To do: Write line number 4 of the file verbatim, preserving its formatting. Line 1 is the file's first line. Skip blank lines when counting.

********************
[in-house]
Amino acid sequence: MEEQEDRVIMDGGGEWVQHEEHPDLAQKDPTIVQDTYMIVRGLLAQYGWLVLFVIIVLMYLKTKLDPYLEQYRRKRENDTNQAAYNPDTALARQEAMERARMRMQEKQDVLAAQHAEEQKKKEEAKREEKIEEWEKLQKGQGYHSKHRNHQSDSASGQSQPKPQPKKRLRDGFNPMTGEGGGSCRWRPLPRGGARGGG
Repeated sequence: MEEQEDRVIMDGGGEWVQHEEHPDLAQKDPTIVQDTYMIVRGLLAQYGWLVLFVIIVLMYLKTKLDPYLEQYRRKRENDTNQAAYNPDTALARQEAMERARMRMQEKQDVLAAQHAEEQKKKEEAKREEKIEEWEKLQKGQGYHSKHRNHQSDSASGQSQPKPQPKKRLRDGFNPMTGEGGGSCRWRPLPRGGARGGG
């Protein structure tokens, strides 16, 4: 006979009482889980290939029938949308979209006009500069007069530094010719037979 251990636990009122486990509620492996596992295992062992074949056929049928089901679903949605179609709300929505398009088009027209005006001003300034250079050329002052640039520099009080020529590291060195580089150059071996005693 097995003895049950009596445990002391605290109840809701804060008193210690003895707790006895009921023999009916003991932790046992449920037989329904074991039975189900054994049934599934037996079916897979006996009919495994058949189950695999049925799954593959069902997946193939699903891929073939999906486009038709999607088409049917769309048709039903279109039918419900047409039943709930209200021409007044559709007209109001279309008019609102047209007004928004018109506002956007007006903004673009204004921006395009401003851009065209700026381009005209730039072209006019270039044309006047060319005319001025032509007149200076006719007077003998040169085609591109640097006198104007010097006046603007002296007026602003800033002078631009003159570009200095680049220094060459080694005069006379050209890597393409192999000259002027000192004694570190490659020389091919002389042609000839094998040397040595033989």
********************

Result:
């Protein structure tokens, strides 16, 4: 006979009482889980290939029938949308979209006009500069007069530094010719037979 251990636990009122486990509620492996596992295992062992074949056929049928089901679903949605179609709300929505398009088009027209005006001003300034250079050329002052640039520099009080020529590291060195580089150059071996005693 097995003895049950009596445990002391605290109840809701804060008193210690003895707790006895009921023999009916003991932790046992449920037989329904074991039975189900054994049934599934037996079916897979006996009919495994058949189950695999049925799954593959069902997946193939699903891929073939999906486009038709999607088409049917769309048709039903279109039918419900047409039943709930209200021409007044559709007209109001279309008019609102047209007004928004018109506002956007007006903004673009204004921006395009401003851009065209700026381009005209730039072209006019270039044309006047060319005319001025032509007149200076006719007077003998040169085609591109640097006198104007010097006046603007002296007026602003800033002078631009003159570009200095680049220094060459080694005069006379050209890597393409192999000259002027000192004694570190490659020389091919002389042609000839094998040397040595033989």